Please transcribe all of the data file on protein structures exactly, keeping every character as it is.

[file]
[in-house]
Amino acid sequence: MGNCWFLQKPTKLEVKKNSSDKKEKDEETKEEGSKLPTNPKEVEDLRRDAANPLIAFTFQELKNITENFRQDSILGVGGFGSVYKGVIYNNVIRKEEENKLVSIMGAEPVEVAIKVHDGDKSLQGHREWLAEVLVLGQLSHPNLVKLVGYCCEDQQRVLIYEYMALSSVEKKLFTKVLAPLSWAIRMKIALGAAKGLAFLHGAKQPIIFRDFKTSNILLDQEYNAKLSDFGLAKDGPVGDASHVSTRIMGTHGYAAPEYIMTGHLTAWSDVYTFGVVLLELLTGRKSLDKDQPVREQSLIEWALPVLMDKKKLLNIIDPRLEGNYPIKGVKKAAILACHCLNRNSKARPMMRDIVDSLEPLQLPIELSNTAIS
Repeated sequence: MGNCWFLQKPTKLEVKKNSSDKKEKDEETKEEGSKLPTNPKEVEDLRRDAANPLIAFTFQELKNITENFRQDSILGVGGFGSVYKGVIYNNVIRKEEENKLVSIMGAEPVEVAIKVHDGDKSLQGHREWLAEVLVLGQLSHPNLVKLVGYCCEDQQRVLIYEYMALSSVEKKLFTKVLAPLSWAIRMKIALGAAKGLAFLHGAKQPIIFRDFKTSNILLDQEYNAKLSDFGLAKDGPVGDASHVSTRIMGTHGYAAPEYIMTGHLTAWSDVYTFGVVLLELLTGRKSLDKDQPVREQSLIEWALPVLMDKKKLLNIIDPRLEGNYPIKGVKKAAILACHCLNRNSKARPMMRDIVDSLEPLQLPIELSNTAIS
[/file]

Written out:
[in-house]
Amino acid sequence: MGNCWFLQKPTKLEVKKNSSDKKEKDEETKEEGSKLPTNPKEVEDLRRDAANPLIAFTFQELKNITENFRQDSILGVGGFGSVYKGVIYNNVIRKEEENKLVSIMGAEPVEVAIKVHDGDKSLQGHREWLAEVLVLGQLSHPNLVKLVGYCCEDQQRVLIYEYMALSSVEKKLFTKVLAPLSWAIRMKIALGAAKGLAFLHGAKQPIIFRDFKTSNILLDQEYNAKLSDFGLAKDGPVGDASHVSTRIMGTHGYAAPEYIMTGHLTAWSDVYTFGVVLLELLTGRKSLDKDQPVREQSLIEWALPVLMDKKKLLNIIDPRLEGNYPIKGVKKAAILACHCLNRNSKARPMMRDIVDSLEPLQLPIELSNTAIS
Repeated sequence: MGNCWFLQKPTKLEVKKNSSDKKEKDEETKEEGSKLPTNPKEVEDLRRDAANPLIAFTFQELKNITENFRQDSILGVGGFGSVYKGVIYNNVIRKEEENKLVSIMGAEPVEVAIKVHDGDKSLQGHREWLAEVLVLGQLSHPNLVKLVGYCCEDQQRVLIYEYMALSSVEKKLFTKVLAPLSWAIRMKIALGAAKGLAFLHGAKQPIIFRDFKTSNILLDQEYNAKLSDFGLAKDGPVGDASHVSTRIMGTHGYAAPEYIMTGHLTAWSDVYTFGVVLLELLTGRKSLDKDQPVREQSLIEWALPVLMDKKKLLNIIDPRLEGNYPIKGVKKAAILACHCLNRNSKARPMMRDIVDSLEPLQLPIELSNTAIS